A countywide fire plan will be in place next month, employees from the Moffat County Natural Resources Department reported to the county commissioners Monday.
"It's a good month before fire season, which is what we had hoped for," Natural Resources Director Jeff Comstock said.
The department is putting the final touches on a plan that has been in the works since May of 2001.
The purpose of the plan is to "focus on resource benefits and reduction of hazardous fuels by restoring and maintaining the natural fire regime in a manner consistent with landowner desires and safety for both the public and firefighters."
The plan has been conducted in three phases.
The first was for the northwest corner of Moffat County, the second was for the southwest corner and the third, which is nearly complete, is for the eastern part of Moffat County.
In the past two years, every rural landowner in Moffat County was sent a letter requesting time to discuss how their land might or might not benefit from fires.
From those discussions, a fire plan was adopted.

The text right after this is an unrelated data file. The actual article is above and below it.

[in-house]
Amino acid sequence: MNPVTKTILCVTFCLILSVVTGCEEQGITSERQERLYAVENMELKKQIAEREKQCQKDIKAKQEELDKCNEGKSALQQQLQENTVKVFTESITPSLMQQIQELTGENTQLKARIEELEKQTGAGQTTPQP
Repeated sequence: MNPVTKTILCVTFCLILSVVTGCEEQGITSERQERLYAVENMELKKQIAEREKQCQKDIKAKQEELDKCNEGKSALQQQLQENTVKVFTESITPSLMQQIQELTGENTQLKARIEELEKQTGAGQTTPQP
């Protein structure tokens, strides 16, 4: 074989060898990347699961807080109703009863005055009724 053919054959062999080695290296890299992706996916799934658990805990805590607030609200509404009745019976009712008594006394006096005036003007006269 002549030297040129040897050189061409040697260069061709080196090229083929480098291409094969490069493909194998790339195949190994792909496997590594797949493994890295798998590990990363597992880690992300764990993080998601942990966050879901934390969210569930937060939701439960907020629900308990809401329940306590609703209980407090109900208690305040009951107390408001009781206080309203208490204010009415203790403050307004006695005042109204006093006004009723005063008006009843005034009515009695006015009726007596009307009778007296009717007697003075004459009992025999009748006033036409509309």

The plan was first implemented last summer, when a 500-acre wildfire broke on Bureau of Land Management land near the privately owned Cross Mountain Ranch.
Had a plan not already been in place for that part of the county, the fire would have been extinguished immediately because of its proximity to private land.
But because the area landowners had already agreed to a plan that would allow a fire to burn on their property, the fire was allowed to work its natural course.
After a plan is submitted sometime in May, and time is allowed for public comment, the commissioners will be presented with a final plan for adoption.
If they approve it, a plan will be available that addresses fires throughout the entire county.
From then on, if a fire breaks on private land in the county, the landowner and surrounding landowners will first be contacted to see if they still agree with the terms agreed upon when they signed the fire plan.
The BLM, Sheriff's Department and Moffat County commissioners will then have to agree to let the fire burn.
If just one of those entities does not give the go ahead, the fire will be extinguished, Comstock said.
If they all say "let it burn," Comstock said, the fire will be allowed to burn.
Josh Nichols can be reached at 824-7031 or email@example.com.